Editorial: Now It’s the Muslims’ Turn

The Republican presidential debate has a new scapegoat aside from immigrants.
Editorial: Now It’s the Muslims’ Turn

The Republican presidential primary has become known for its hatred of diversity, whether ethnic or racial — as in the case with immigrants — or religious, as is now happening with Muslims. The recent statements made by a Donald Trump supporter saying that Obama is a Muslim and that there are terrorist training camps in U.S. soil brought the anti-Islamic paranoia of the GOP base to the forefront.

The 9/11 terrorist attacks marked the beginning of a rejection of all things Arab and Muslim, as if al-Qaeda and ISIL were representing the hundreds of millions of people who practice this religion around the world. The electoral victory of Barack Hussein Obama, the first black president of the U.S., triggered the creation of the Tea Party, whose sympathizers accused the new president of being a Nazi or a Communist, and refused to accept that that he was born in the U.S. and is Christian.

In 2011, Trump led the movement that questioned Obama’s citizenship, while the establishment stood silently by as they expected to score a political victory from the allegations.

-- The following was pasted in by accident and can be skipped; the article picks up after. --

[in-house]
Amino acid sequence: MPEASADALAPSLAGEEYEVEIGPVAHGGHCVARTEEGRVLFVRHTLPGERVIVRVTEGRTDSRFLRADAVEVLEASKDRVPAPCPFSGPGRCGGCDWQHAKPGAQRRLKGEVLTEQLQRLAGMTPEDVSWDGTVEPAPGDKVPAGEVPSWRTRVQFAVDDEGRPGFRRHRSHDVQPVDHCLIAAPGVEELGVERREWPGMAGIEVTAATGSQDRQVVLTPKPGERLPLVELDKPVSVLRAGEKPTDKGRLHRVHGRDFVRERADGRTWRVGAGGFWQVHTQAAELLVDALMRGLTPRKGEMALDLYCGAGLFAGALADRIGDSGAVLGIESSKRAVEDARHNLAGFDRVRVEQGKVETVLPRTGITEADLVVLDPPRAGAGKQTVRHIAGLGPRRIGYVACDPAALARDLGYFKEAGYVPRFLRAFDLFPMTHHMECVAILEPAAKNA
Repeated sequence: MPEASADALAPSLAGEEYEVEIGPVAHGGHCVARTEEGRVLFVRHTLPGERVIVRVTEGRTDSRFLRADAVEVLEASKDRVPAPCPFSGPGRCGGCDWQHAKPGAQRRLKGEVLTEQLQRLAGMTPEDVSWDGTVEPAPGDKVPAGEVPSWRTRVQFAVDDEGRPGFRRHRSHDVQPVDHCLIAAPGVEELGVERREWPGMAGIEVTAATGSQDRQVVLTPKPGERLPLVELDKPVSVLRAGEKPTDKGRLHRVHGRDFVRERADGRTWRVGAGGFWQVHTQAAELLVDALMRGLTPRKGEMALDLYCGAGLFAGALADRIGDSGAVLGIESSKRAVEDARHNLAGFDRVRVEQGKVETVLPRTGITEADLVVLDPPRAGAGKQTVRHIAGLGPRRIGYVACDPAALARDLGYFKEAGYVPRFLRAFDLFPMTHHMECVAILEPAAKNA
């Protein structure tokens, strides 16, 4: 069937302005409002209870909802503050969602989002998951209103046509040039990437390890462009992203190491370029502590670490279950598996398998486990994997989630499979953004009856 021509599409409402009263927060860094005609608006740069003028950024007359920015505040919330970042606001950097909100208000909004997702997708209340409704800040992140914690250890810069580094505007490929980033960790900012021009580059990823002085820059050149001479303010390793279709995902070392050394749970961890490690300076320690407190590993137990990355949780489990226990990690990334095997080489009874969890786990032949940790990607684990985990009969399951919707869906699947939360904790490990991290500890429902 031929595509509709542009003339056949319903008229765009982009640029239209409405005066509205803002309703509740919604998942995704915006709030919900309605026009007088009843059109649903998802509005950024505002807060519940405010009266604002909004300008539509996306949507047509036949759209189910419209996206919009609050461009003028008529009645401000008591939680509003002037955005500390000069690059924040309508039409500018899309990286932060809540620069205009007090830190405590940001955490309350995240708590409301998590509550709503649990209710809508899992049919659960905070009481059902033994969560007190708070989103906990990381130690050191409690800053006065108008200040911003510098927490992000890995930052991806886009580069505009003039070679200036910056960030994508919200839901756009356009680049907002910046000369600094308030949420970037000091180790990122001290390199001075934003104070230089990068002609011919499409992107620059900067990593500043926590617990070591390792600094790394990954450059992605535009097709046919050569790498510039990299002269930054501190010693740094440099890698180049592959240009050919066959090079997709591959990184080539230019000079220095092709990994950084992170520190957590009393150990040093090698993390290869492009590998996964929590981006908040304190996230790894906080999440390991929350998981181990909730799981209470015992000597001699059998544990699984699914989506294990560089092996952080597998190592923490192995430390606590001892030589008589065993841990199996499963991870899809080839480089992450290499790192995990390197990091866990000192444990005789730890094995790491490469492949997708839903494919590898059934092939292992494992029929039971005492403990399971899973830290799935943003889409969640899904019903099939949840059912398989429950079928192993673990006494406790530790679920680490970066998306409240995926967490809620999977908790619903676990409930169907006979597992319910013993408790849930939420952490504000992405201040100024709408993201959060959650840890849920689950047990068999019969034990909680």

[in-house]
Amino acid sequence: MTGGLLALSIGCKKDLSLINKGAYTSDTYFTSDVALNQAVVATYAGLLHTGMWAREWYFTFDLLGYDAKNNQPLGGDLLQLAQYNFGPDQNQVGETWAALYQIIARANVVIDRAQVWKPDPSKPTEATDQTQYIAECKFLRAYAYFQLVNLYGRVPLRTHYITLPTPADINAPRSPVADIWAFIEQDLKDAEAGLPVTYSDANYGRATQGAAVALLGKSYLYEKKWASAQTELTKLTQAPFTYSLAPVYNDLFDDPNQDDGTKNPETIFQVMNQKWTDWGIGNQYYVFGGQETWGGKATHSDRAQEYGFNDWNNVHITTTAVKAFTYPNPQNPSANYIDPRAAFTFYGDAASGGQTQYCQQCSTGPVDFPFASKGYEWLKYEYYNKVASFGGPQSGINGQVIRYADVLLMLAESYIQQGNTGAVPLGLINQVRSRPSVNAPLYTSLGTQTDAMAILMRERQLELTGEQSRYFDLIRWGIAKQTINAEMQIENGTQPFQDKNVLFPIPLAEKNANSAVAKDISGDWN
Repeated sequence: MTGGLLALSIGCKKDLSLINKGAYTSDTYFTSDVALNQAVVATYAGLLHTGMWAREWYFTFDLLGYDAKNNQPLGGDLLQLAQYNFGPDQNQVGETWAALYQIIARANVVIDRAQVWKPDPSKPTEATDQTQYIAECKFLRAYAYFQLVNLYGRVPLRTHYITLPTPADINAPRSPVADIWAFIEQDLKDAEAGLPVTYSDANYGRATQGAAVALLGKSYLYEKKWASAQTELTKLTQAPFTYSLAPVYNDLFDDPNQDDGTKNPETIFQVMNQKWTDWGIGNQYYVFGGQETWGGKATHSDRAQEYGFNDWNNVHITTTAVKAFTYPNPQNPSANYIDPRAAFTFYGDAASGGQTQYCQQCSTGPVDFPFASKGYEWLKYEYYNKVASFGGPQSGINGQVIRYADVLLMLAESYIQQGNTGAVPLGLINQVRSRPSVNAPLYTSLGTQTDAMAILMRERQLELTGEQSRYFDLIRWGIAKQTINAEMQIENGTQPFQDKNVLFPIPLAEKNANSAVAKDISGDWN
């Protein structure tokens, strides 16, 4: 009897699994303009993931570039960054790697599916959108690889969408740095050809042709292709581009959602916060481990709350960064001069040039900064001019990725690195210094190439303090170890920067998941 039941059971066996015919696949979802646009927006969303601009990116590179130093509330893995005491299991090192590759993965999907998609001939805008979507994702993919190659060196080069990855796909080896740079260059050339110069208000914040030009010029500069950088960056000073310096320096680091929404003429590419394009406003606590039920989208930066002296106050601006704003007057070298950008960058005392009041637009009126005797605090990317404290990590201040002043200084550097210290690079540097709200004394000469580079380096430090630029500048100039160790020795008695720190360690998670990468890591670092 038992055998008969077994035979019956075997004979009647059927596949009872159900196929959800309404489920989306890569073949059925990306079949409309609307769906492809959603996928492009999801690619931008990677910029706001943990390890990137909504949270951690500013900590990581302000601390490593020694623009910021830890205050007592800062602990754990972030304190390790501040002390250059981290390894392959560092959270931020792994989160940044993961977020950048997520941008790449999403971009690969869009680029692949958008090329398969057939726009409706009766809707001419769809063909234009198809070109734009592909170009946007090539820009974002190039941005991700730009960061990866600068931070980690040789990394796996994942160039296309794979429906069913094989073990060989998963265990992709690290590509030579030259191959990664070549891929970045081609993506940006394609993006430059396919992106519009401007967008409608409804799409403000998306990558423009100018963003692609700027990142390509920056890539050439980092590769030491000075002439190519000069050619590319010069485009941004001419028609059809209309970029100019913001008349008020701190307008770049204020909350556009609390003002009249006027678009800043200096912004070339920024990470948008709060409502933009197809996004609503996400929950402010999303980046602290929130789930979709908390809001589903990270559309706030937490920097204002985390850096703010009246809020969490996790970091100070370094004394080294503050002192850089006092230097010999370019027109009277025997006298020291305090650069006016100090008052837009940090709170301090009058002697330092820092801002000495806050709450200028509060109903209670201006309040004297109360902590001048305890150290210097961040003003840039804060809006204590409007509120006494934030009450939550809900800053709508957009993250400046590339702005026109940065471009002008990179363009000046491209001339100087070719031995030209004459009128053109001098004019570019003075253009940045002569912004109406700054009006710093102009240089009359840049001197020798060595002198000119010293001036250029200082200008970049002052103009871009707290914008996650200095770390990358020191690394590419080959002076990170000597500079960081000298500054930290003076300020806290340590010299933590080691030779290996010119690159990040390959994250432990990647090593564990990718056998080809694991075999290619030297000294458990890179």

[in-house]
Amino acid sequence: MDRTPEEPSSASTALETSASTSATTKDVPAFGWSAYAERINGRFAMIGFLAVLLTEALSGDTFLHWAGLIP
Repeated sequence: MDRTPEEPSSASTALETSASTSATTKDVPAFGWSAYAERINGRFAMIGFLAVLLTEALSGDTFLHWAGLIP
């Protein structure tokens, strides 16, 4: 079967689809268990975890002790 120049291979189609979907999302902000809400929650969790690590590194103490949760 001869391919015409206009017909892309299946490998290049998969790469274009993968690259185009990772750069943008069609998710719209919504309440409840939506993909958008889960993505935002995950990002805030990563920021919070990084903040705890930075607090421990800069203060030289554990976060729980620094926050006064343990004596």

Today, 43% of Republicans believe that Obama is a Muslim. Among conservatives, the figure reaches 45%, and 47% among Tea Party supporters. Meanwhile, the conservative media reports twisted versions of events from 30 or 40 years ago in order to create the fantasy that dozens of terrorist training camps exist in the U.S.

The effects of this climate was recently felt in Irving, Texas, where a dark-skinned Muslim student was arrested after his school, as well as the police, thought that the homemade clock he had built was a bomb. This would not have happened had the teenager been white and if the local Republican authorities did not consider their Muslim community suspicious.

As with immigration, Trump’s critics have been lukewarm when the millionaire has allowed the use of the word Muslim as an insult. The fear of contradicting a xenophobic base persists. Moreover, candidate Ben Carson said that being Muslim and holding the U.S. presidency are incompatible even though there is no legal impediment for this combination.

The prejudiced point of view of the Republican base and their candidates is reprehensible in our diverse society.